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muscle tone def
resting tension in a muscle evidenced by resistance to enlongation due to joint movement
balance of excitatory and inhibitory influences on the spinal motor neuron innervating the muscel
elastic properties of the muscle itself
3 elements of the neuropath behind spasticity
- UMN lesion or lesion to descending pathways
- loss of modulation to spinal reflexes
- increased responiveness to afferent input
monosynaptic stretch reflex (MSR)
single synapse between the afferent and efferent limb of the reflex arc -- it's the fastest response in the nervous system
def of spasticity and some nicknames
- increased responsiveness of the monosynaptic stretch reflex (or a velocity dependant reaction to stretch)
- aka - DTR, Ia reflex, phasic reflex
spasticity is velocity dependent reaction to stretch but can also be due to these afferent inputs...
- skin touch
- pin prick (deformation of tissue give sensory input which leads to motor output)
- hair pull
stress and fatigue can also stim this
for whom is spasticity more problematic?
incomplete > complete
why is spasticity more problematic in incomplete than complete SCIs?
remaining intact supraspinal descending inputs are no longer appropriate for reorganized spinal circuits --> greater motor dyscontrol
sad spiral of spasticity
as an agonist becomes spastic it resists stretching, so the tendon shortens, further resisting stretch ... so, got to maintain muscle range!
what percent of SCIs report spasticity in frist year? what percent say it's problematic?
- 30-40%, esp in cervical SCIs
when will you see flacid paralysis in SCI?
- spinal shock
- damage to peripheral nerves
basic scoring of the Modified Ashworth Scale
- 0 = no increase in tone
- 1 = catch and release
- 1+ = cathc and then minimal resistance
- 2 = resistance thru range, but movable
- 3 = considerable resistance in range
- 4 = can't move, rigid
MAS pros and cons
- pros: intra and inter-rater reliability
- cons: only tests passive movement, only tests extremities and not trunk, doesn't account for effects of position or exertion, range is measured so contractures can --> false positives
Tartdieu scale for spasticity
- (used in research, but he doesn't know people who use it in practice)
- test movement at 3 speeds: V1 = slower than gravity, V2 = gravity, V3 = faster than gravity
- rate it 0=5 for resistance, clonus, immovable
pendulum test for spasticity
pt supine, leg off table, you drop the pt's leg and note where it reverses/bounces up/switces from flexing to extending
silly test bc it's so unfunctional -- if you treated based on this you'd be treating the impairment, not the fxn
Spinal Cord Assessment Tool for Spastic Reflexes (SCATS)
looks at reflex respons to stim (pinprick, rapid flexion) -- doesn't look at spasticity in response to functional movement, onloy looks at ankle clonus, flexor reflex, and extensor reflex in the LE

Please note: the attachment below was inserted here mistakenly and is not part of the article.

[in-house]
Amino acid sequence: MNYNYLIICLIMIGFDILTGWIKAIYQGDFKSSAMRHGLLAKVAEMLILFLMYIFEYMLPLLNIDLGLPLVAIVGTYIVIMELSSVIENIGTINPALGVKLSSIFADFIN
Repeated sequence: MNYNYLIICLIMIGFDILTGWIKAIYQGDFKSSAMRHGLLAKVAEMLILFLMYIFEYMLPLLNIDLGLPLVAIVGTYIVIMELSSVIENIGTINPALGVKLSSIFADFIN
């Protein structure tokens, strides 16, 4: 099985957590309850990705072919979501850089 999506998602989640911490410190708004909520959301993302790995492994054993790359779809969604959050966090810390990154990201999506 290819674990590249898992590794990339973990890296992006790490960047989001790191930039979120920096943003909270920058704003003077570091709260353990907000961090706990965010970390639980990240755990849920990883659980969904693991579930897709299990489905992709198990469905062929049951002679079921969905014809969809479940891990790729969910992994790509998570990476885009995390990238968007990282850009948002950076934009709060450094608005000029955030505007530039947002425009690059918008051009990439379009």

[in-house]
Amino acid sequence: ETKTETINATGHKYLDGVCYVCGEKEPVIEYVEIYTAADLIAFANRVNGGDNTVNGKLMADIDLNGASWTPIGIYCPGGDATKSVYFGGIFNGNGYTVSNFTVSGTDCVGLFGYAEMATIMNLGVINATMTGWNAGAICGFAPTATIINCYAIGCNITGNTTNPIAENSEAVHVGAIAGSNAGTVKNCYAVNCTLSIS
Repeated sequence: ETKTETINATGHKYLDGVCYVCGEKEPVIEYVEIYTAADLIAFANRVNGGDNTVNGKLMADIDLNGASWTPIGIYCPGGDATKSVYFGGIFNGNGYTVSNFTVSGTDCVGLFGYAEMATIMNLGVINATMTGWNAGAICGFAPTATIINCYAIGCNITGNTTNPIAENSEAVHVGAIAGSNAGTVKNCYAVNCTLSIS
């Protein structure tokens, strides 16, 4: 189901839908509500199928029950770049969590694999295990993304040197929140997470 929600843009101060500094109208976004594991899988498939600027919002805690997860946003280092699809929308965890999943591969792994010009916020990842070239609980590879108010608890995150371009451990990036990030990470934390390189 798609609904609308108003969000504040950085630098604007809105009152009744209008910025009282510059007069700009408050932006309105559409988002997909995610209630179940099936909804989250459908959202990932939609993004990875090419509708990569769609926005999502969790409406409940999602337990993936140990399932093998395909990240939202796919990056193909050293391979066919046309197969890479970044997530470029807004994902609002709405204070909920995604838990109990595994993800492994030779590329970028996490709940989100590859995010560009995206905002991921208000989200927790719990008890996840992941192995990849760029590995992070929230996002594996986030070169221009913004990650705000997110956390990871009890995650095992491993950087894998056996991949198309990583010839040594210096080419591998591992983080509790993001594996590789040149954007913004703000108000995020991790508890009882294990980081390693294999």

Penn Spasm Frequency scale measures...
# of muscle spasms / hour
Snow Spasme Frequency scale measures...
- # spasms / day
- (problem - this assumes that the # is what's problematic, doesn't record severity, is self reported)
24hr EEG for spasticity?
feh - only works if spasms are in cortex, not spinal cord
spasm vs spasticity
- spasm = twitch
- spasticity = an increase in resistance to sudden , passive movement and IS velocity dependent. The faster the passive movement the stronger the resistance.
Sahrman & Norton's philosphy on how to treat spasticity
they say spasticity is more a problem of agonist weakness than antag spasticity (it's a problem of decreased descending drive rather than resistance from the spastic antagonist, that's the primary factor limiting vol mvmnt)
sooo, treat it by strengthening the muscle opposite to the spastic muscle... may help, may lead to increased spasticity
how does stretching fight spasticity?
- reduces the H-reflex in the able bodied (that's the measure of excitability of the MSR/monosynaptic stretch reflex)
- prevents loss of sarcomees
- prevents buildup of connective tissue
- maintains ROM
serial casting to treat spasticity?
- prolonged stretching, w new cast increasing the ROM weekly
- often paired w chemodenervation
which drug treats spasticity at spinal origin?
- baclofen - max doese: 80-100 mg
- side effects: drowsiness, lethargy
which drugs target reducing pain from spasticity?
tizanidine, clonidine - act at CNS
which drug for spasticity acts at the level of the contractile unit, not the CNS?
- (but like the others, will have global effects)
- injection of phenol or alcohol blocks
- acts at level of peripheral nerve
- it dissolves the myelin sheath so the nerve goes flacid and the muscles contoled by that nerve turn off, so you can strengthen the agonist, fight contracture -- kind of a reset button ...may/maynot fix spasticity... neuroplasticity may help
botox's role in battling spasticity?
- inhibits acetylcholine release at neuromuscular junction
- works at level of individual (big or small) muscle
- UE > LE better responses
which spasticity drug works at level of individual muscle?
- botox -- it inhibits acetylcholine release at NMJ
- can be used for big or small muscles, but is more effective UE>LE
what to do if spasticity is refractory to oral meds?
- intrathecal baclofen
- (it's a neurosurgical procedure allowing for calibration of dosage for specific times. Measured in micrograms, rather than the milligrams of oral baclofen -- replaced 5-7 yrs)